Well yes and no...If you have bloody urine or the catheter insertion has caused a ruptured vessel in the urethra then the bloody urine that is passively draining through the tubing can clot, preventing the flow of urine. However the urethra is not a blood vessel. It is not part of the vascular system. So a clot that may form in the urethra cannot travel into the vascular system and cause a stroke. It will only block the flow of urine, causing the bladder to distend and become very full and painful. Blood clots occur in the vascular system for a number of reasons. Vessel wall irritation caused by IV's, narrowing of vessels from plaque buildup, hardening of the arteries, high blood sugar that causes sticky glycoproteins to form. Anything that slows blood flow can promote platelets in the blood to stick to the narrow vessel. After a while the platelets form a clot. These clots can break loose and travel. Depending their location, if it travels to the heart and block coronary arteries it is called a heart attack, if reaches the lungs it is called a pulmonary embolism, if it hits the brain it's called a stroke, if the clot forms in the legs due to long periods of inactivity then it is called deep vein thrombosis. High cholesterol, high blood pressure are the silent killers. Cholesterol build up forms clots and high blood pressure dislodges them. Hope this helps.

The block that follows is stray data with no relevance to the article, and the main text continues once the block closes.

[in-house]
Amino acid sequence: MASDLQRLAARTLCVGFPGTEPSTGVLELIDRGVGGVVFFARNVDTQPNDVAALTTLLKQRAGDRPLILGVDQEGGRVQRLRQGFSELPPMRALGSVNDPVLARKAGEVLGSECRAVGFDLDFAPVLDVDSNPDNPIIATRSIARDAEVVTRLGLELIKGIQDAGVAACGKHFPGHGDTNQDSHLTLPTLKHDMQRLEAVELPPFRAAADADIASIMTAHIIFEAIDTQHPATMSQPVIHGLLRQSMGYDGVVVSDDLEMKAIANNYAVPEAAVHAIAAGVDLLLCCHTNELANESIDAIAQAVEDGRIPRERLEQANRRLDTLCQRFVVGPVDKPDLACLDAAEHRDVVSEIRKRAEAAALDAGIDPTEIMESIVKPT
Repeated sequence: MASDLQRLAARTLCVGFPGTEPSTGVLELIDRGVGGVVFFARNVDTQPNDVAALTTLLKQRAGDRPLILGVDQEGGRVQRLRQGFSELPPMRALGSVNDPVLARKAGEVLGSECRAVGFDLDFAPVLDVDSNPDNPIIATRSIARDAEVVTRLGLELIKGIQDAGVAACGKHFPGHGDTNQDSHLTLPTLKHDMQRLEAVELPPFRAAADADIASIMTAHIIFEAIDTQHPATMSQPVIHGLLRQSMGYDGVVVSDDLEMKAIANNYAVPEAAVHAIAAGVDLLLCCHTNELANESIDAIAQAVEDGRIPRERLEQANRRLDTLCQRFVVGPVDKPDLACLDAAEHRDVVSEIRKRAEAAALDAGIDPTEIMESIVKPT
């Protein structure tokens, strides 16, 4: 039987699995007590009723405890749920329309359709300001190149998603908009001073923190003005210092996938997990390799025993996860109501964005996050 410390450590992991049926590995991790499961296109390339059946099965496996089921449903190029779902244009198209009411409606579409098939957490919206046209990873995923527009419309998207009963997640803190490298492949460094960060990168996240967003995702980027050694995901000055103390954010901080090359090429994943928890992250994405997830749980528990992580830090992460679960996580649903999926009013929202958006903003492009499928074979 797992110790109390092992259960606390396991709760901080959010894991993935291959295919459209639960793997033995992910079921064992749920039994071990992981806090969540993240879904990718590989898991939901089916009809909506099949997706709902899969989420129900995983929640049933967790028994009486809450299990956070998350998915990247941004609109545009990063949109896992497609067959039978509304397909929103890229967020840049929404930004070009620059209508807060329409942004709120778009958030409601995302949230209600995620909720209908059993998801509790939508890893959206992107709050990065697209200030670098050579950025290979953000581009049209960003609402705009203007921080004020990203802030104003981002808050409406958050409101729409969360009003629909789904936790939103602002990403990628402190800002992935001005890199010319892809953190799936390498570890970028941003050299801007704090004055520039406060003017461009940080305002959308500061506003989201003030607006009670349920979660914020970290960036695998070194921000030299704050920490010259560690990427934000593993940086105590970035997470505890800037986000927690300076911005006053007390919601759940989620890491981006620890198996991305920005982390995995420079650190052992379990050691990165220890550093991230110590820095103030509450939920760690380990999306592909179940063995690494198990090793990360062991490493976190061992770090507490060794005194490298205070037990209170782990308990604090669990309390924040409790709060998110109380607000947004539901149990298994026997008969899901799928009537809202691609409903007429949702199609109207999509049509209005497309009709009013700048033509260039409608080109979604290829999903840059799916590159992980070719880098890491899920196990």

That is true, but one must consider the matter in terms of the probability of a clot forming and the damage the clot might do if it travels. Events involving mortality or stroke are extremely rare. An intravenous line in the medial antecubital, for example, utilizes a plastic flexible catheter, which may vary in diameter, which restricts blood flow. With such a restriction there is a possibility of a clot forming, especially if the line is in place for an extended period of time. There must be co-factors, such as dehydration, high hematocrit, and excessive clotting factor (usually vitamin K).